Homemade, natural and without pectin, this two-ingredient french peach jam is going to be your new jam favorite.
I am sharing a recipe, tips and tricks on how to make a natural peach jam further below.
I am a great homemade jam lover and today it shall be my mum's french peach jam recipe, which is of course without pectin.
In order to get up in the morning and to receive my daily dose of inspiration, I prepare something that we in french call a tartine.
It's basically a bread slice covered with butter and jam, just that in my case I completely and always skip the butter so that I am left with a slice of sweet homemade jam.
This peach jam gives you a taste of a french tartine for breakfast!
How to make peach jam?
Making jam with fresh peaches is super easy! I have outlined the steps below so that you get an idea how it's done from scratch.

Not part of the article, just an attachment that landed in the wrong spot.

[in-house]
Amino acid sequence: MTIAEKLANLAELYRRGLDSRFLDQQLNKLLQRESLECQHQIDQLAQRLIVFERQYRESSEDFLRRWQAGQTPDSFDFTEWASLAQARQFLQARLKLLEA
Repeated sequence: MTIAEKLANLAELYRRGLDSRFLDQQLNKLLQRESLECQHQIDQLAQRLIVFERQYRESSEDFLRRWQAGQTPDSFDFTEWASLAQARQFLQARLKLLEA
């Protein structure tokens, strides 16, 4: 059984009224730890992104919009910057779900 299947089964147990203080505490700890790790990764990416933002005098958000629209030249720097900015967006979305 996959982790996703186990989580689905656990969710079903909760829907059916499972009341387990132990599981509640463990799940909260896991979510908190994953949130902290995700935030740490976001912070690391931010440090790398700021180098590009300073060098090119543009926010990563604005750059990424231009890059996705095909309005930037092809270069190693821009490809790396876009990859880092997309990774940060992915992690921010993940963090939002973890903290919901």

The complete recipe with measurement options and detailed steps is located at the bottom of the post in the recipe card.
Rinse fruits to get rid of impurities and pat dry. Cut into half, take out pit.
Cut peaches into quarters and take off the peel with your fingers.
Place fruits, sugar, lemon juice and lemon halves into a large jam pot and stir.
Bring to a rolling boil and simmer.
Cook down until fruits appear glossy and translucent.
Take out lemon halves and blend jam to desired consistency.
Leave to simmer until set.
Test if set with ice-cold plate by dropping hot jam on the plate. If it doesn't run it's good
Pour jam into clean jars.
Pour rum or other liquor into lids to kill germs, close jars with lids, and turn upside down to create a vacuum.
You can flavor your homemade peach jam by adding any of the following ingredients to your jam during the cooking process:
- grated ginger for an oriental or fall flavored jam
- chopped jalapeno for a hot spicy version
- rum or any other booze like whiskey or vodka
- pinch of spices such as cardamom, cinnamon and vanilla
Make sure to work in a clean environment and use only sterilized jars. You can sterilize your jars and lids by boiling them in hot water to kill all germs.